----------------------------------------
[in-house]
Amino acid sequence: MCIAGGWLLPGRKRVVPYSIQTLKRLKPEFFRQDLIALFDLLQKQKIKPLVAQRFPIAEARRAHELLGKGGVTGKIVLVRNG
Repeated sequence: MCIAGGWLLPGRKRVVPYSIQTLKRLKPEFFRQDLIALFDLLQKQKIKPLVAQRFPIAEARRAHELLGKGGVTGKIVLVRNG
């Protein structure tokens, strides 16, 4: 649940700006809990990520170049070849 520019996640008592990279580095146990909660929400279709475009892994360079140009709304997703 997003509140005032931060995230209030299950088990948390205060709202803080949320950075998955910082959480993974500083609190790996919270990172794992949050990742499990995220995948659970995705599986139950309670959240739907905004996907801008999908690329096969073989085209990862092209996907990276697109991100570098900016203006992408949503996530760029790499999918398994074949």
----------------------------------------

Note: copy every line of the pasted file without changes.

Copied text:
[in-house]
Amino acid sequence: MCIAGGWLLPGRKRVVPYSIQTLKRLKPEFFRQDLIALFDLLQKQKIKPLVAQRFPIAEARRAHELLGKGGVTGKIVLVRNG
Repeated sequence: MCIAGGWLLPGRKRVVPYSIQTLKRLKPEFFRQDLIALFDLLQKQKIKPLVAQRFPIAEARRAHELLGKGGVTGKIVLVRNG
């Protein structure tokens, strides 16, 4: 649940700006809990990520170049070849 520019996640008592990279580095146990909660929400279709475009892994360079140009709304997703 997003509140005032931060995230209030299950088990948390205060709202803080949320950075998955910082959480993974500083609190790996919270990172794992949050990742499990995220995948659970995705599986139950309670959240739907905004996907801008999908690329096969073989085209990862092209996907990276697109991100570098900016203006992408949503996530760029790499999918398994074949």